Whether just walking around is a struggle, you find yourself in need of an electric mobility scooter or you’re wheelchair-bound, keeping fit and healthy with limited mobility can be a struggle. But what if we told you that it’s not as difficult as you might think? There are plenty of simple ways to keep fit and healthy with limited mobility, and we’ve pulled together just a few of them for you to consider.
Cardiovascular exercises are a great way to keep you active and increase your heart rate. While walking, running and cycling are typical ways of getting you Cardio workout, if you have limited mobility you can adjust any of these to fit your needs. You can take a slow walk around your neighbourhood rather than go for a run, or cycle on a stationary bike if you can’t get out on a real bike. If neither of these sounds appealing, why not try a low-intensity water aerobics class? The water will act as a support and it can be disguise the exercise with fun! If you utilise a wheelchair, why not try an arm bike, or practice Zumba?
Scaled Strength Training
Strength training is often misconceived as being too dangerous and risky for elderly or frail people, but this kind of exercise can actually help you build up your strength and improve your overall balance to prevent slips and falls. However, it’s important to scale your strength training to what you can do and handle. Try and use a resistance band to strengthen your legs, and pick out the right band that you can handle. Weight training doesn’t have to be a standing activity. Try and lift dumbbells – light ones! – While sitting in your chair to increase upper body strength. Sit ups can also increase strength in your core, and can be made easier by the help of another person.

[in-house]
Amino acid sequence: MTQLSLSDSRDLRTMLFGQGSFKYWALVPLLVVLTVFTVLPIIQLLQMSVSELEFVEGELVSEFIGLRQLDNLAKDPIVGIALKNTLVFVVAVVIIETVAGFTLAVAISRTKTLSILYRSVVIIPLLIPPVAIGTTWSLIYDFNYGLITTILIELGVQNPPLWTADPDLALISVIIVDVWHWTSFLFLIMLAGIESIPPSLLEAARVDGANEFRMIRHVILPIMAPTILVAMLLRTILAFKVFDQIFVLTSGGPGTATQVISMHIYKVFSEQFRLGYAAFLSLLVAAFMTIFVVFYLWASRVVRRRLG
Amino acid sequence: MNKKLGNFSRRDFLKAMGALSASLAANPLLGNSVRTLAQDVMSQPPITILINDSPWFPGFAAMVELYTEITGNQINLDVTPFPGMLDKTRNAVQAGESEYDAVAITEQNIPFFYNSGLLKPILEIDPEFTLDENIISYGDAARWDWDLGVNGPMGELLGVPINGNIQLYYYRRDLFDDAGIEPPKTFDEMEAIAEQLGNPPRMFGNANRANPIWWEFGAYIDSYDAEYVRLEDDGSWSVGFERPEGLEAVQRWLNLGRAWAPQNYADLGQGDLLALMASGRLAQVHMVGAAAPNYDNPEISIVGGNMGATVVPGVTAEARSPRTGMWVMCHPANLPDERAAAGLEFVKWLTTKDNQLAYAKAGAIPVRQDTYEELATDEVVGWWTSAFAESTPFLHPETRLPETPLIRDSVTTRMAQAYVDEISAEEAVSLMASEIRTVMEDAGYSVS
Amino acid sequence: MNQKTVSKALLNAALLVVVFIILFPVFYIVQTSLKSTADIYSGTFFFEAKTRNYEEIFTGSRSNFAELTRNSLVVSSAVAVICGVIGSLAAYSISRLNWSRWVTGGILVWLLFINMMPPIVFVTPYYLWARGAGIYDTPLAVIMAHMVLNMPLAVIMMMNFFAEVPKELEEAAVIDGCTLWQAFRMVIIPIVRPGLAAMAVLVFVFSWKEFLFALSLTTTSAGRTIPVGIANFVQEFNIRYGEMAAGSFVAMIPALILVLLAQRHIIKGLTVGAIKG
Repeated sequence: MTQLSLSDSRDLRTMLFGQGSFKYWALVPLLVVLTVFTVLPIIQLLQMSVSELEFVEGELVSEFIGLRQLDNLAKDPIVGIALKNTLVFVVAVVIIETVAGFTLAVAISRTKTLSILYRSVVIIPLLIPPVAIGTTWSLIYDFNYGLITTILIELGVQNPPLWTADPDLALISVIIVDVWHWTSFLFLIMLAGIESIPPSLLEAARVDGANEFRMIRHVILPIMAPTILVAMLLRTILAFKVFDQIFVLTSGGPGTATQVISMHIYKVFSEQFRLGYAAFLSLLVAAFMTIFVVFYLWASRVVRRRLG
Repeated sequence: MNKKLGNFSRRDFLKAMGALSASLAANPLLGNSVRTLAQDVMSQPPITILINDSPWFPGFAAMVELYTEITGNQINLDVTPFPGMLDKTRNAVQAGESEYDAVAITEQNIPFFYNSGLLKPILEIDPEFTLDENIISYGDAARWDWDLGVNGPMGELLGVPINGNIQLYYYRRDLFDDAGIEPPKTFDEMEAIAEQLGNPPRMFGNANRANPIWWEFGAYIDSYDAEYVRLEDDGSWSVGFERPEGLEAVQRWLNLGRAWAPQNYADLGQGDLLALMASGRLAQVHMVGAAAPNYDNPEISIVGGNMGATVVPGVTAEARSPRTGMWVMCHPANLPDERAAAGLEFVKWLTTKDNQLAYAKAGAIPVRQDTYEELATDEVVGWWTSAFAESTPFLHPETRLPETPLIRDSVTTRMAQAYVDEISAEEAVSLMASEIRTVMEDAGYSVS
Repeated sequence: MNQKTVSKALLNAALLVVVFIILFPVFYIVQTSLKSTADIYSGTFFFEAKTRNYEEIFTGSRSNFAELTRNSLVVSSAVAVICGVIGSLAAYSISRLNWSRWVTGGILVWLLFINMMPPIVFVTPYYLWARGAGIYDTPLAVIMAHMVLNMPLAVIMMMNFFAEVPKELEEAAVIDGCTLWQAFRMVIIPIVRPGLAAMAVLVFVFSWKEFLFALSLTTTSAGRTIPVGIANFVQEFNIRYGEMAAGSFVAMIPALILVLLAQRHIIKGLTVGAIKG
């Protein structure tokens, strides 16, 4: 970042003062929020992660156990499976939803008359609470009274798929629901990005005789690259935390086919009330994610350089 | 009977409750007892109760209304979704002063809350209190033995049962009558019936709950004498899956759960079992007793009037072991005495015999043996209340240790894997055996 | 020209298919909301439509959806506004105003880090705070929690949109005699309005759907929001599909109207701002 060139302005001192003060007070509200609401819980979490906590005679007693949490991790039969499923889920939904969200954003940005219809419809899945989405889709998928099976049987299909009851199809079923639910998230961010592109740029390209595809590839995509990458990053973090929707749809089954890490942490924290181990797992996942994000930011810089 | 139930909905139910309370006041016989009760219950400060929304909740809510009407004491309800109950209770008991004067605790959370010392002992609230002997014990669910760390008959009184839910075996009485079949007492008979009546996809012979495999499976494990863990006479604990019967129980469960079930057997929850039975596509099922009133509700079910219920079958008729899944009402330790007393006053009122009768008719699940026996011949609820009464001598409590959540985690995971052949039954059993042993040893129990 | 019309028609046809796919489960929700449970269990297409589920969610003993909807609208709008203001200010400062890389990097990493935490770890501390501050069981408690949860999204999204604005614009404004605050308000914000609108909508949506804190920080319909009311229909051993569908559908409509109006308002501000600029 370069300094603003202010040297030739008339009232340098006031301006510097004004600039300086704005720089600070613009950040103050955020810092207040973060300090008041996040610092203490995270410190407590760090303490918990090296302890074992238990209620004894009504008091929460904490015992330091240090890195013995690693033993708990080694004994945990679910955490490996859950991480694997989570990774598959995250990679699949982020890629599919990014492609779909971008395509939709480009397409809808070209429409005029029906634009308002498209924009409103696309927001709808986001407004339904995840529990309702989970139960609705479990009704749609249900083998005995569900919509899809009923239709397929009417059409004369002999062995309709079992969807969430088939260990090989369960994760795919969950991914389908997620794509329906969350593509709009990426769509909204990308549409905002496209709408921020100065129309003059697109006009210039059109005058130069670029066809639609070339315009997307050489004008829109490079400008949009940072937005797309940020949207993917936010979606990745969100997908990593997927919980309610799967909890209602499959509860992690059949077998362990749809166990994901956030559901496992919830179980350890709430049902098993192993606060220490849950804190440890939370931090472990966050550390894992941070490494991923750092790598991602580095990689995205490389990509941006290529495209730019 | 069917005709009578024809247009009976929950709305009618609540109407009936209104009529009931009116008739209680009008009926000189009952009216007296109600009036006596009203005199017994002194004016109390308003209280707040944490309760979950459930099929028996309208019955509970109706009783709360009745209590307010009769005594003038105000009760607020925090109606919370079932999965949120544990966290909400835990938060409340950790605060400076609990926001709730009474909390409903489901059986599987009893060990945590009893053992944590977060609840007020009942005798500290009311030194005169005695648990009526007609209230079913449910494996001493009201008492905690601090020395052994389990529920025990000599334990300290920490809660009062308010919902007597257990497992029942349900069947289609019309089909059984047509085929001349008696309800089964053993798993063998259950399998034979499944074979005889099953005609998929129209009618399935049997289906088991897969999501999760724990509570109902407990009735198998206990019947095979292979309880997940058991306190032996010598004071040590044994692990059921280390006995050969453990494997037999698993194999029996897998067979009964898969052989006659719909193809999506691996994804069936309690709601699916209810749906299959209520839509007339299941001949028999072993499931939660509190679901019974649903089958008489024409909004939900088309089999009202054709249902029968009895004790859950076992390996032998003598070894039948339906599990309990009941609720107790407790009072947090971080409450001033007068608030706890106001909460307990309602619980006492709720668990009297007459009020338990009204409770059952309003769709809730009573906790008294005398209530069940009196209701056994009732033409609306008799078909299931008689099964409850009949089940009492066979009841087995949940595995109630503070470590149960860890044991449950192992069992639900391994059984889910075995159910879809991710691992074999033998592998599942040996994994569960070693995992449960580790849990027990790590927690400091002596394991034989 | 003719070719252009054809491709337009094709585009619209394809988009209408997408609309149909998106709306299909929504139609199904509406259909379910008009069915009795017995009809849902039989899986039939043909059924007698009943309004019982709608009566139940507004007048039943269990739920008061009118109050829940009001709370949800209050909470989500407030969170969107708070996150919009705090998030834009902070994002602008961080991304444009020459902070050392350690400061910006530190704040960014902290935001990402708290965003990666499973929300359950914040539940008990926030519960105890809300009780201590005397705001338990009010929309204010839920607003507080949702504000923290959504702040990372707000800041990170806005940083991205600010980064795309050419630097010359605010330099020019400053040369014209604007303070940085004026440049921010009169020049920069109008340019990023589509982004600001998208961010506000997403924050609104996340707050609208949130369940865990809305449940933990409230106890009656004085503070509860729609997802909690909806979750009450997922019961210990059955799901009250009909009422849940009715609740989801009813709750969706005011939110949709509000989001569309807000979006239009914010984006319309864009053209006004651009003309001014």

Increasing your range of motion and combatting soreness is important when you suffer with limited mobility and flexibility exercises can help you achieve this. Beginner’s yoga classes are a simple, easy way to help increase flexibility, and you can often take this at your own pace. Massaging your joints can also help to increase their mobility, and stretching your muscles daily will help you to optimise your flexibility exercises.
The food you eat will be your best chance at ensuring you get everything that you need. If you have not mobility, it’s important to count your calories, or ensure that you aren’t taking in too many. When your total energy output decreases, your calorie intake needs to come down too. Avoid sugary goods and fatty foods like red meat and full-fat cheese where you can. Instead, try and eat rices and pastas, ensure that you’re getting plenty of protein, and if you struggle to chew, soups and smoothies can be a tasty and effective way of getting everything that you need!
Vitamins often come with quite the debate on whether they’re worthwhile, but if you have limited mobility, a few vitamin supplements could actually benefit you. B Vitamins for example, including thiamine, folate, B6 and B12 can all be a struggle to keep balanced in your diet if you don’t have the mobility or time to cook the lean meats, poultry and fish that are rich in these vitamins. Nuts, fortified Orange Juice, Tuna or Salmon in ouches and pre-cooked meats can be a user-friendly, far easier way of getting these vitamins so it’s worth researching exactly what foods you can eat that contain the vitamins you need!